Tuesday, September 8, 2015

A Letter from a Reader - Thanking and Honoring Charlie Soap.

I received this message from a reader and with his permission, I'm sharing it below.
I grew up in the Bell community.

I was raised in a 4 room log cabin, we had no running water,no inside bathroom. We did have electricity.

We drew our water from a well, and in periods of drought, we would drive up to the Bethel spring to fetch water. We moved to town when I was a teenager and enjoyed the 'amenities' of running water.
When I was 22 or 23, I was in Little Rock, Arkansas. The Arkansas-Times Democrat ran a very large story on the running of the Bell Water line. I wrote letters to the editors of both the Times-Democrat and the Cherokee Phoenix telling of my pride in my former community and their hard work. To my surprise, both letters were printed.

Last year, Mr. Charlie Soap was in Jenks, Oklahoma, speaking to the Native American Children there and the audience was treated to a free showing of The Cherokee Word For Water.
There was a Q & A after the show. I raised my hand and when called upon, I addressed Mr. Soap in Cherokee, and then I said something to the affect of thanking him and the late Wilma Mankiller for their leadership and undying determination to complete this project. At that point, the moderator, who was also one of the producers of the show, ran up to me with the microphone so they could hear me better. She had tears in her eyes.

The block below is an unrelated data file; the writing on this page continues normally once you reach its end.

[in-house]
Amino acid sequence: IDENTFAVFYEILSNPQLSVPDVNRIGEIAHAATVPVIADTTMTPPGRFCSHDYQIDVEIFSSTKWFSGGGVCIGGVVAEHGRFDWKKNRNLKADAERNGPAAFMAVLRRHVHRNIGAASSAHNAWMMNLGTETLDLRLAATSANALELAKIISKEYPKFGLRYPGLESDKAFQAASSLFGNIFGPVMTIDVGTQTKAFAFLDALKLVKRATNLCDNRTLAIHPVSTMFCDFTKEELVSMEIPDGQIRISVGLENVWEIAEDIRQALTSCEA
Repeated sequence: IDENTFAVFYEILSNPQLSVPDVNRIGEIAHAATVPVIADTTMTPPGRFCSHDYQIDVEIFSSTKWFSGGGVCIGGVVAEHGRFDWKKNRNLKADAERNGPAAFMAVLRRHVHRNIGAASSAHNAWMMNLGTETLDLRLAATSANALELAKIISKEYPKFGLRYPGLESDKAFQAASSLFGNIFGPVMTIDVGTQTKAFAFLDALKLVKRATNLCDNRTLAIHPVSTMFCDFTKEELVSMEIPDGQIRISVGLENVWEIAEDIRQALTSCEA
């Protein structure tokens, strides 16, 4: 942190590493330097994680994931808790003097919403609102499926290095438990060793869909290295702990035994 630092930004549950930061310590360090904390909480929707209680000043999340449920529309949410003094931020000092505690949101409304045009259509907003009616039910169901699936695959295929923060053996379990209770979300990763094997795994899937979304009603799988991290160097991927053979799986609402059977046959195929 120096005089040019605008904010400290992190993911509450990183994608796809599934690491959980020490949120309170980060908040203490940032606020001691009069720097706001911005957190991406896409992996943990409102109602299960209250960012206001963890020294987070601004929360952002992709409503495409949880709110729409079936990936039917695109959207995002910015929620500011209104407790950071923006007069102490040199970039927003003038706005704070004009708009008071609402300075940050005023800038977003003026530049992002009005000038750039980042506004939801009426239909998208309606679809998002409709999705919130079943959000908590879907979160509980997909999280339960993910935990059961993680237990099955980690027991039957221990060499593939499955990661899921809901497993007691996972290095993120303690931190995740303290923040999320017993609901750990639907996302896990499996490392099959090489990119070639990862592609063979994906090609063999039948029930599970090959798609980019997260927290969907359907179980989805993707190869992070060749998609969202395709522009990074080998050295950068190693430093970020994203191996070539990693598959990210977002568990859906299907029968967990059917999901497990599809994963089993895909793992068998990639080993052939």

I told them that the project was too late for my upbringing, but that my neighbors and relatives benefitted greatly from this project. And then I thanked Mr. Soap again, in Cherokee.

When the show closed, I and several others walked up to shake his hand. I could feel the eyes on me as he and I shook hands, no words were needed, the handshake said it all. But Mr. Soap did say, "Thank you, Brother, for coming." 

It was one of those rare moments where you come full circle and you are able to thank those who made life better for you and yours. I will always remember and honor Mr. Soap for his dedication and I hope that The Cherokee Word for Water is rightfully recognized by the Institute. 

M. Walkingstick-Gregory 

copyright 2015, Polly's Granddaughter - TCB

No comments:

Post a Comment

Your comments are welcome!